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With regards to the .223/5.56 issue, I spoke with a gentlemen yesterday, by his hat he was a Vietnam vet, that said "you shouldn't shoot 5.56 ammo in a rifle chambered for .223" that the gun would blow up. I told him to my knowledge the only difference between the two was a little more generous throat area, headspace was the same. He stated that 5.56 was higher pressure, I just checked with SAAMI and they don't list the 5.56 cartridge, they list the .223 Remington at 52K CUP and 55K PSI. The following article explains the different methods used to obtain pressure readings and why people think the 5.56 round operates at higher pressures.

223 REMINGTON AND THE 5.56X45mm MILITARY/NATO CARTRIDGE AND CHAMBERS « Western Powders

John
Everything noted about the 7.62mm/.308 Winchester also applies to the 5.56mm/.223 Remington regarding specified pressure limits, test procedures and test barrel chambers. . .

-HOWEVER-

The difference in throat dimension of the M14 chamber and the SAAMI .308 Win chamber is not as severe as that of the M16 chamber and the SAAMI .223 chamber. The leade length for the various chambers:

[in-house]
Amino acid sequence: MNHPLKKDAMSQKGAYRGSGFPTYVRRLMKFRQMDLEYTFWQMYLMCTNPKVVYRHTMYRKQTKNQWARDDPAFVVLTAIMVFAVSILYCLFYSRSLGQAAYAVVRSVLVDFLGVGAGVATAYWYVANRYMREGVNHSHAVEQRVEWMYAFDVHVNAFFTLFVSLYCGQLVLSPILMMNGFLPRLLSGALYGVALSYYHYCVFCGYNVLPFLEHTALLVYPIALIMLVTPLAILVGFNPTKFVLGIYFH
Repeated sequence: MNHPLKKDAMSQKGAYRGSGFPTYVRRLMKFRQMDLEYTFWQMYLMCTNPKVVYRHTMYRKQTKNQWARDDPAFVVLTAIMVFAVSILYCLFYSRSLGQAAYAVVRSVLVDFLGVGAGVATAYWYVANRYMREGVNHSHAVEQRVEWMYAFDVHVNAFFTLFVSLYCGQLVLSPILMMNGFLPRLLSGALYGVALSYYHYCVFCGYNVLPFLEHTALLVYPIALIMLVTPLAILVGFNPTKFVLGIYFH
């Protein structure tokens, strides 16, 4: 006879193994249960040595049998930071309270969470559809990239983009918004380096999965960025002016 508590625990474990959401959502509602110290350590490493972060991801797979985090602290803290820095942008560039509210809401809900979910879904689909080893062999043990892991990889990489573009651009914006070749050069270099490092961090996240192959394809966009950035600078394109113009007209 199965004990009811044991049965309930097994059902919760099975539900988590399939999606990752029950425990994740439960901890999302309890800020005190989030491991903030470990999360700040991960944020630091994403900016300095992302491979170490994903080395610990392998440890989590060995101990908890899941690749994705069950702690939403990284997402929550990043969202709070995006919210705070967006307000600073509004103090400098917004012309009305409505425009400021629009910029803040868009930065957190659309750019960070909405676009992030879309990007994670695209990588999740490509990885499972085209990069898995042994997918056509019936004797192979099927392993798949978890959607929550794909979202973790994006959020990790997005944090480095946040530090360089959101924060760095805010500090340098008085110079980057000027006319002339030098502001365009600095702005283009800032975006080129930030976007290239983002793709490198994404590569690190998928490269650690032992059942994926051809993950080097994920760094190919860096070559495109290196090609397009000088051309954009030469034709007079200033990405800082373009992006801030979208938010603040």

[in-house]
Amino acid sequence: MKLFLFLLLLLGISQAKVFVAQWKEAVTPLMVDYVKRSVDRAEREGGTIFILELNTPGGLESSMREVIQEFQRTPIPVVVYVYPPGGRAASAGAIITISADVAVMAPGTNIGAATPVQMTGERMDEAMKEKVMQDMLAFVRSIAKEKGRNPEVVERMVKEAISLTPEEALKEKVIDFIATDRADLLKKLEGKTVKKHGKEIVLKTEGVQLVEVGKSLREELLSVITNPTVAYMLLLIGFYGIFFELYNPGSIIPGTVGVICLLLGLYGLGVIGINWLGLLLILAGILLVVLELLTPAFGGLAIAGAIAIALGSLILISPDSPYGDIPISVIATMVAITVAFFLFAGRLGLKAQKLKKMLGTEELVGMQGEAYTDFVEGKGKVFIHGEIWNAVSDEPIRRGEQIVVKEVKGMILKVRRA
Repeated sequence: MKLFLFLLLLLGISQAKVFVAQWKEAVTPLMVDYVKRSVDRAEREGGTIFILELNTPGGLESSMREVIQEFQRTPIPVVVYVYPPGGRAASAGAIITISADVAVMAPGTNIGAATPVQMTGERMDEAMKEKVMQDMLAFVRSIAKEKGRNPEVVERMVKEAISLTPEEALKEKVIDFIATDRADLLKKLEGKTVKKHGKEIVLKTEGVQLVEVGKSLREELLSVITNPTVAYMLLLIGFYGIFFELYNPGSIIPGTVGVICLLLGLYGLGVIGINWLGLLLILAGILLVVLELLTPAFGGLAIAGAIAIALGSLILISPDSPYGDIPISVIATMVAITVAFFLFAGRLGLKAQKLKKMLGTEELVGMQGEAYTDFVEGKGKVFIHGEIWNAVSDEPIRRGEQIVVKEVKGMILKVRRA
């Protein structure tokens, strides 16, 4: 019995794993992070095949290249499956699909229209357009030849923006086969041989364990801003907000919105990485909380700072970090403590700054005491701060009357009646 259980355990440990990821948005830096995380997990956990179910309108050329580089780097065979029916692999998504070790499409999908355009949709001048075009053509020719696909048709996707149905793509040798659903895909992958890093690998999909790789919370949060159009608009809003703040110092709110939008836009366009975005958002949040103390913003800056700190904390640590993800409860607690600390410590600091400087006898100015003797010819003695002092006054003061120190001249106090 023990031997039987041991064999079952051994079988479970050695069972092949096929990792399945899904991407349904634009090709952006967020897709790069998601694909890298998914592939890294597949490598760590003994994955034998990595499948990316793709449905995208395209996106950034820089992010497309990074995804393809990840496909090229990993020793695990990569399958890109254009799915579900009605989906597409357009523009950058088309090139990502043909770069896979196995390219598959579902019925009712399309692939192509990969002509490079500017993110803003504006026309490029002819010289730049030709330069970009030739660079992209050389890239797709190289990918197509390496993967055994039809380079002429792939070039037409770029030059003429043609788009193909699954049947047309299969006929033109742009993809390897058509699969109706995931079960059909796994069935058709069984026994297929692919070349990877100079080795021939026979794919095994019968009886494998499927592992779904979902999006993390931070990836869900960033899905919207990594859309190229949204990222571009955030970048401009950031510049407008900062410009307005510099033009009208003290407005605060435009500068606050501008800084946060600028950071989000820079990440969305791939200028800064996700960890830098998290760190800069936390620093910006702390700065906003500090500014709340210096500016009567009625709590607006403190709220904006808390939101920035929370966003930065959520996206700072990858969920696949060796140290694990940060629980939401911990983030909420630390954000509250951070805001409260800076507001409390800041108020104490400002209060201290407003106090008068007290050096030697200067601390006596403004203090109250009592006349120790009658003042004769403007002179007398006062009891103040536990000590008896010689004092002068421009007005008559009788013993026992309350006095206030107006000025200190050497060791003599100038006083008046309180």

M14 = 0.174"
.308 = 0.090"
M16 = 0.085"
.223 = 0.025"

While the difference in leade length is greater for the M14-.308 (0.084" vs 0.060") it is important to note the SAAMI leade is quite generous for .308 Winchester, whereas the SAMMI .223 Remington chamber has a very short lead of 0.025", so the addition of 0.06" will reduce the peak pressure quite a bit. Some tests have shown that there is a 5,000 to 7,500 psi peak pressure increase shooting military M855 in a SAAMI cut chamber. An extra 7,500 psi will not likely blow up your gun, but it is certainly not a recommended thing to do on a regular basis.


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"Just because two things look similar on the surface, does not mean that assumptions safe for one, apply to the other. It is essential that all factors be considered."
-Anymouse-
 

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I have always told them , they don't make 7.62x51 Die sets , not commercially that is , none I have seen in all my years of reloading .
The nominal dimensions for the 7.62mm NATO case and .308 Winchester case are identical, there are a few tolerance differences, but none that would prevent a chamber that accepts one from accepting the other. This is also true between the 5.56mm NATO case and .223 Remington case.